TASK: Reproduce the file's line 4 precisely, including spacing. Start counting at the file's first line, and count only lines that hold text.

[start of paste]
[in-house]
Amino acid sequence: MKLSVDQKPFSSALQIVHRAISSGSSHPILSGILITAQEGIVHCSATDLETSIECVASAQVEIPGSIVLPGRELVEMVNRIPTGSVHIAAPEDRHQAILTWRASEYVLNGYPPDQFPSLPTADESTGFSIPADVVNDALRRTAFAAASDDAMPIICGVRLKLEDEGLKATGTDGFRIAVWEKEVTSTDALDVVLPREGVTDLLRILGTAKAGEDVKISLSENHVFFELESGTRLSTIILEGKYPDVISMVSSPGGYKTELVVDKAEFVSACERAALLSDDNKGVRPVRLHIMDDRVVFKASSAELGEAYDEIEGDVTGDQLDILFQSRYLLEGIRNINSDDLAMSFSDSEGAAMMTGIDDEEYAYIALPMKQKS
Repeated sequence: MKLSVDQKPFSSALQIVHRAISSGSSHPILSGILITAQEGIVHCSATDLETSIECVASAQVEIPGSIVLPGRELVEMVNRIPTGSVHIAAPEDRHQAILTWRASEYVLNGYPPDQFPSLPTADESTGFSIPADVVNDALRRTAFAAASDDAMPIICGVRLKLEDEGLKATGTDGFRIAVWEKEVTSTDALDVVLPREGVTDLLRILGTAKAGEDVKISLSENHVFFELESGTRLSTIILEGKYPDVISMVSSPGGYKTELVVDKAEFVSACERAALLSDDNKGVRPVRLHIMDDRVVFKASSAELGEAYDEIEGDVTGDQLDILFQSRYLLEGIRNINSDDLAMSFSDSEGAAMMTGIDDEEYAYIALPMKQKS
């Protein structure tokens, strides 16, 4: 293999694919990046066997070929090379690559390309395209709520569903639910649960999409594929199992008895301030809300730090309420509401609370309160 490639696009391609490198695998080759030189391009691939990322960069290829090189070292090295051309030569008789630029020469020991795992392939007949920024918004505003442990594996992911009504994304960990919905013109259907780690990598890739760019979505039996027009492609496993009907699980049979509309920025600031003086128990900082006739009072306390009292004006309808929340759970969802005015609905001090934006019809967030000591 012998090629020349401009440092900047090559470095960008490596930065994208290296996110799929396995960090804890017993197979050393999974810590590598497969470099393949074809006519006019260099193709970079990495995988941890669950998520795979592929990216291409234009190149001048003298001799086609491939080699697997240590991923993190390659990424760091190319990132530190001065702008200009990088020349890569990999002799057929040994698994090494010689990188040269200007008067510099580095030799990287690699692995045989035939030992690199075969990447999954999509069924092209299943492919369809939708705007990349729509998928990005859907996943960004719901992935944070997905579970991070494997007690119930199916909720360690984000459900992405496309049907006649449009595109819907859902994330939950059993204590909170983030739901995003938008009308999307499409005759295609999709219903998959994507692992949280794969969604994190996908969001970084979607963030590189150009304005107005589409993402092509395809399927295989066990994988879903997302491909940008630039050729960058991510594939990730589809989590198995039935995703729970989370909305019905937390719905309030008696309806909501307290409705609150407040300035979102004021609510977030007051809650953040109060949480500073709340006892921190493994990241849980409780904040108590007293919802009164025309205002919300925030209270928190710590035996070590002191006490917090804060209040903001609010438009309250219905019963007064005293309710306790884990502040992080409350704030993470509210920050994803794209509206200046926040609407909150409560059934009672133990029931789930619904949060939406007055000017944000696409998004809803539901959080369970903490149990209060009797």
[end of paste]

């Protein structure tokens, strides 16, 4: 293999694919990046066997070929090379690559390309395209709520569903639910649960999409594929199992008895301030809300730090309420509401609370309160 490639696009391609490198695998080759030189391009691939990322960069290829090189070292090295051309030569008789630029020469020991795992392939007949920024918004505003442990594996992911009504994304960990919905013109259907780690990598890739760019979505039996027009492609496993009907699980049979509309920025600031003086128990900082006739009072306390009292004006309808929340759970969802005015609905001090934006019809967030000591 012998090629020349401009440092900047090559470095960008490596930065994208290296996110799929396995960090804890017993197979050393999974810590590598497969470099393949074809006519006019260099193709970079990495995988941890669950998520795979592929990216291409234009190149001048003298001799086609491939080699697997240590991923993190390659990424760091190319990132530190001065702008200009990088020349890569990999002799057929040994698994090494010689990188040269200007008067510099580095030799990287690699692995045989035939030992690199075969990447999954999509069924092209299943492919369809939708705007990349729509998928990005859907996943960004719901992935944070997905579970991070494997007690119930199916909720360690984000459900992405496309049907006649449009595109819907859902994330939950059993204590909170983030739901995003938008009308999307499409005759295609999709219903998959994507692992949280794969969604994190996908969001970084979607963030590189150009304005107005589409993402092509395809399927295989066990994988879903997302491909940008630039050729960058991510594939990730589809989590198995039935995703729970989370909305019905937390719905309030008696309806909501307290409705609150407040300035979102004021609510977030007051809650953040109060949480500073709340006892921190493994990241849980409780904040108590007293919802009164025309205002919300925030209270928190710590035996070590002191006490917090804060209040903001609010438009309250219905019963007064005293309710306790884990502040992080409350704030993470509210920050994803794209509206200046926040609407909150409560059934009672133990029931789930619904949060939406007055000017944000696409998004809803539901959080369970903490149990209060009797």